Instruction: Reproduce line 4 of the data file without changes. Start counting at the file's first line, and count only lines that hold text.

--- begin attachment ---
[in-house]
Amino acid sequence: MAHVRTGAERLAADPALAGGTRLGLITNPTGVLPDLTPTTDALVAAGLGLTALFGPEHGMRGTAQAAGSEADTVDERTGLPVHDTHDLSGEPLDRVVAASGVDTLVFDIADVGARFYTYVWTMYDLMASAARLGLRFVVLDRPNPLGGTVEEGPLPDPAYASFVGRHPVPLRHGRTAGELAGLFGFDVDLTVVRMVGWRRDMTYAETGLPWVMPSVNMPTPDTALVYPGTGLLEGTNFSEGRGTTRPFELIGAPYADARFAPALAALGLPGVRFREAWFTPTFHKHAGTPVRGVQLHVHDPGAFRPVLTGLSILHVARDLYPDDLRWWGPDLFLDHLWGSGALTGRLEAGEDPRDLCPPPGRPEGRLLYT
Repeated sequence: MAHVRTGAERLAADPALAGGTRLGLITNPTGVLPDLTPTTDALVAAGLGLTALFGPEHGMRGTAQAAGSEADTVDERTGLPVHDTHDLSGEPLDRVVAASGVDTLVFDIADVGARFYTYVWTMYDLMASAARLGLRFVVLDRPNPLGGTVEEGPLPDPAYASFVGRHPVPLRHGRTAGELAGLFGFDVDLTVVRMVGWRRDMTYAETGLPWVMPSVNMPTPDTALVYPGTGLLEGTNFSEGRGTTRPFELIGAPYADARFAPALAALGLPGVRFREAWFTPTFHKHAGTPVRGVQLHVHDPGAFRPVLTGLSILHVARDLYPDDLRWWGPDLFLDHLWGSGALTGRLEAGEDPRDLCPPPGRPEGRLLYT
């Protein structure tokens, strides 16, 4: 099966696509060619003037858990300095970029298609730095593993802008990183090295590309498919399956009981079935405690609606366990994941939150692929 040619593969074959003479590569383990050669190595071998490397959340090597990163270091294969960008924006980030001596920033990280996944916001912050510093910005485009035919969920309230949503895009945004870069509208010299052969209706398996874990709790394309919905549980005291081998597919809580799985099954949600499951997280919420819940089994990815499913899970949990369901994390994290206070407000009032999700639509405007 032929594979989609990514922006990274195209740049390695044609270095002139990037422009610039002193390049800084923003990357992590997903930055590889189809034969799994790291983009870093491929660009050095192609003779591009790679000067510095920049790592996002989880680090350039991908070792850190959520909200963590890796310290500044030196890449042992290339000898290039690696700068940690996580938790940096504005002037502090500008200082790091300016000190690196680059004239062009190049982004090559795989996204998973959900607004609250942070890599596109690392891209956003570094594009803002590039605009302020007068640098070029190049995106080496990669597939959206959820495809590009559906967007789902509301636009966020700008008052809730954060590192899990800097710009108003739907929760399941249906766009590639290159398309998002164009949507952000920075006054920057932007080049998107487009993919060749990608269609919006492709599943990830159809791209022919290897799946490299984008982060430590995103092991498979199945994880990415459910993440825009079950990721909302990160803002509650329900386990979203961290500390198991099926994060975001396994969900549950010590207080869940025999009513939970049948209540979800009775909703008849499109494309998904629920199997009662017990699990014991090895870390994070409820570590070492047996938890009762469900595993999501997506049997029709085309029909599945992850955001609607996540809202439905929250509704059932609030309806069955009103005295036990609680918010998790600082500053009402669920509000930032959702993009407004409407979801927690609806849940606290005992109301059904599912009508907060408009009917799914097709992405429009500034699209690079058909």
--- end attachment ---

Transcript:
């Protein structure tokens, strides 16, 4: 099966696509060619003037858990300095970029298609730095593993802008990183090295590309498919399956009981079935405690609606366990994941939150692929 040619593969074959003479590569383990050669190595071998490397959340090597990163270091294969960008924006980030001596920033990280996944916001912050510093910005485009035919969920309230949503895009945004870069509208010299052969209706398996874990709790394309919905549980005291081998597919809580799985099954949600499951997280919420819940089994990815499913899970949990369901994390994290206070407000009032999700639509405007 032929594979989609990514922006990274195209740049390695044609270095002139990037422009610039002193390049800084923003990357992590997903930055590889189809034969799994790291983009870093491929660009050095192609003779591009790679000067510095920049790592996002989880680090350039991908070792850190959520909200963590890796310290500044030196890449042992290339000898290039690696700068940690996580938790940096504005002037502090500008200082790091300016000190690196680059004239062009190049982004090559795989996204998973959900607004609250942070890599596109690392891209956003570094594009803002590039605009302020007068640098070029190049995106080496990669597939959206959820495809590009559906967007789902509301636009966020700008008052809730954060590192899990800097710009108003739907929760399941249906766009590639290159398309998002164009949507952000920075006054920057932007080049998107487009993919060749990608269609919006492709599943990830159809791209022919290897799946490299984008982060430590995103092991498979199945994880990415459910993440825009079950990721909302990160803002509650329900386990979203961290500390198991099926994060975001396994969900549950010590207080869940025999009513939970049948209540979800009775909703008849499109494309998904629920199997009662017990699990014991090895870390994070409820570590070492047996938890009762469900595993999501997506049997029709085309029909599945992850955001609607996540809202439905929250509704059932609030309806069955009103005295036990609680918010998790600082500053009402669920509000930032959702993009407004409407979801927690609806849940606290005992109301059904599912009508907060408009009917799914097709992405429009500034699209690079058909």